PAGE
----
Over the past couple weeks, I’ve been working on the positive outlook part to balance all the work I’m compelled to accomplish to feel productive.
Playing can mean playing with your kids or grandkids, sitting outside to simply enjoy the day or reading something fun for the joy of it. Play also includes hobbies or anything creative that you tend to push aside for later, but that ‘later’ never comes.
In order to experience happiness, you must honor that part of yourself that’s tired of being pushed aside for later. That side of you is your True Self, the part that needs to be honored in order for you to feel balanced and happy.
I initially found this challenging. My monkey mind can always find ‘better’ or ‘more constructive’ things to do. But the more I override that feeling and honor the time I’ve set aside for my True Self, the better I feel. I have a better attitude and more energy to do those ‘more constructive’ things if I do things that feed my heart first.
To reinforce your improved outlook, at the end of each day, write down at least one thing that went well. You may start to forget about the benefits of feeding your soul first if you don’t take the time each day to reflect on what you did and how wonderful it made you feel. It’s a way to reward yourself and feel the good feelings again. Give yourself that gift.
Letting Go of Ego
The final area, letting go of pride/ego, involves looking past yourself and your own needs to see the bigger picture. In my shift from depression to happiness, this has been critical. Anytime I feel down, instead of focusing on which of my needs and expectations aren’t being met – which makes me unhappier, I focus on helping others or doing more active things to get out of my head.
Activities in this area include taking an ‘awe walk,’ active listening, and writing in your gratitude journal.
An ‘awe walk’ is mindful walking. It doesn’t matter where you walk. During each moment of your walk, notice everything in your environment and realize how amazing it is. Even if it’s cement, you can marvel at what it took for someone to lay out a neat, paved path for you: the people who work in the quarry where the sand was sourced, the people who work in the concrete plant, the drivers of the trucks who delivered the bags of concrete from the plant to where you’re walking, the people who poured the concrete and those who carefully smoothed the surface by hand. Marvel at the leaves on the trees, the rain or snow, the blue sky, clouds, buildings, wildlife – everything. When you think about it, nothing around you is mundane. Nothing can be taken for granted.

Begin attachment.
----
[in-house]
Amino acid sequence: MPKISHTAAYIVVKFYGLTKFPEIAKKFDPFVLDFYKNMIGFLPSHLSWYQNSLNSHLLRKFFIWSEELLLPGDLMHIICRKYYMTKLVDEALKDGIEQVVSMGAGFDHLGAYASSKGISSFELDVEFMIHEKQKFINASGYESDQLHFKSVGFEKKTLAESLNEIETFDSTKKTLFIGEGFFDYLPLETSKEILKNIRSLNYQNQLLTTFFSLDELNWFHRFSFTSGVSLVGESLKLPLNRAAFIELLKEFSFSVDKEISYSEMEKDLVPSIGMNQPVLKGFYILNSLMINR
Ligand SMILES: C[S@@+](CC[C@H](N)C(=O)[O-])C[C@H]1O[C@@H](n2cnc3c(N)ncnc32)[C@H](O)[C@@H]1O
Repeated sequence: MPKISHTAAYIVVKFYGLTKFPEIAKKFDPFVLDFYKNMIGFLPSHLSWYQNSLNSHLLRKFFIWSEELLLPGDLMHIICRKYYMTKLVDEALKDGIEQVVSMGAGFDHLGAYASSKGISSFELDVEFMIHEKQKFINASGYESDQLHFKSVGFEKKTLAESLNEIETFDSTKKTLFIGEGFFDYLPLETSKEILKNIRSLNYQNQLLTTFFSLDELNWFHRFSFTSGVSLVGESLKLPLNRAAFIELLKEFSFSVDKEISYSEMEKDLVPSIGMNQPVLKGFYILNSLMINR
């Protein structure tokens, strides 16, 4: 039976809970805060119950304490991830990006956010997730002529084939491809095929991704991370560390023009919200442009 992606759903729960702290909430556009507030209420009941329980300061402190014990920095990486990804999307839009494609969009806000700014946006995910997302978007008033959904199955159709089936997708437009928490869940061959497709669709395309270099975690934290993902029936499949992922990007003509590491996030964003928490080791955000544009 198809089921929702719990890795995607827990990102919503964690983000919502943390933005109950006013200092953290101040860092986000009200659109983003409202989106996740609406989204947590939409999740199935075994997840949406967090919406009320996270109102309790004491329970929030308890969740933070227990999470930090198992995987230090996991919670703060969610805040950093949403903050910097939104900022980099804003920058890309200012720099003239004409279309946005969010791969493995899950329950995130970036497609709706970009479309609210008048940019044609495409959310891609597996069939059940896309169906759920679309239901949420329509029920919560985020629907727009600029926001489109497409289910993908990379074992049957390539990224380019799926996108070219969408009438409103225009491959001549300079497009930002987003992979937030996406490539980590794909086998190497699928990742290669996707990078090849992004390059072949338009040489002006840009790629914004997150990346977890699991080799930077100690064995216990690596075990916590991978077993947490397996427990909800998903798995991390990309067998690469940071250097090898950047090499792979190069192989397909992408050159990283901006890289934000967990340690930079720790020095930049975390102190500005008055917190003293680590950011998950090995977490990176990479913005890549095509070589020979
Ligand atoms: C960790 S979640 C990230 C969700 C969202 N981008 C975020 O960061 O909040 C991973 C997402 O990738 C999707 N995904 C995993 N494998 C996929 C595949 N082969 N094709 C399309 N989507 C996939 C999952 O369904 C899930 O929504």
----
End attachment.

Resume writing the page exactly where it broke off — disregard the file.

Active listening involves putting yourself and that voice in your head aside while you truly listen to another person. Put yourself in their shoes. Feel compassion for them. Try to see the world through the lens of their lifetime of personal experiences. While they’re speaking, don’t think about your judgments of what they’re saying or how you’ll respond. Simply focus on what they’re trying to communicate. When they’re done speaking, reflect back what they said to ensure that you understand what they said. Then take a moment to consider how you’ll respond. This process helps the other person feel heard and accepted, something all of us would like to feel more often.